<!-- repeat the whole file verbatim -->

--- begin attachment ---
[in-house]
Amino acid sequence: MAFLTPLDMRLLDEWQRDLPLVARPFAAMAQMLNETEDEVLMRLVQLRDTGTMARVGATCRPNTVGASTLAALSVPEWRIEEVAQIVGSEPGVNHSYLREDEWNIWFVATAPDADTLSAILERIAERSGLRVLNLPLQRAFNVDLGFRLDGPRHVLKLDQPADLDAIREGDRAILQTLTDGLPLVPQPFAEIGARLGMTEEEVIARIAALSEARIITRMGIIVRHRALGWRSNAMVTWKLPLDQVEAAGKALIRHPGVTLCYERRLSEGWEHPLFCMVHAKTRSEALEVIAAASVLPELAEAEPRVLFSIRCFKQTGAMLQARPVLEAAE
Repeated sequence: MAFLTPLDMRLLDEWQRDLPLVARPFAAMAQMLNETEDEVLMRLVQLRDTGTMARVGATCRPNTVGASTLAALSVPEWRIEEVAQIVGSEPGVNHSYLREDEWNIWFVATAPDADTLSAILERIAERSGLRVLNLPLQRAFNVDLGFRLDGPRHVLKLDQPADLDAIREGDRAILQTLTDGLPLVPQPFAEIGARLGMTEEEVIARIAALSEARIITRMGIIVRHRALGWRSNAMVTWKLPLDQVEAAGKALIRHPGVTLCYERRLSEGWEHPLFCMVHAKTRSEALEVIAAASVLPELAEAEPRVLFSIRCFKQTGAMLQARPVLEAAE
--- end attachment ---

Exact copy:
[in-house]
Amino acid sequence: MAFLTPLDMRLLDEWQRDLPLVARPFAAMAQMLNETEDEVLMRLVQLRDTGTMARVGATCRPNTVGASTLAALSVPEWRIEEVAQIVGSEPGVNHSYLREDEWNIWFVATAPDADTLSAILERIAERSGLRVLNLPLQRAFNVDLGFRLDGPRHVLKLDQPADLDAIREGDRAILQTLTDGLPLVPQPFAEIGARLGMTEEEVIARIAALSEARIITRMGIIVRHRALGWRSNAMVTWKLPLDQVEAAGKALIRHPGVTLCYERRLSEGWEHPLFCMVHAKTRSEALEVIAAASVLPELAEAEPRVLFSIRCFKQTGAMLQARPVLEAAE
Repeated sequence: MAFLTPLDMRLLDEWQRDLPLVARPFAAMAQMLNETEDEVLMRLVQLRDTGTMARVGATCRPNTVGASTLAALSVPEWRIEEVAQIVGSEPGVNHSYLREDEWNIWFVATAPDADTLSAILERIAERSGLRVLNLPLQRAFNVDLGFRLDGPRHVLKLDQPADLDAIREGDRAILQTLTDGLPLVPQPFAEIGARLGMTEEEVIARIAALSEARIITRMGIIVRHRALGWRSNAMVTWKLPLDQVEAAGKALIRHPGVTLCYERRLSEGWEHPLFCMVHAKTRSEALEVIAAASVLPELAEAEPRVLFSIRCFKQTGAMLQARPVLEAAE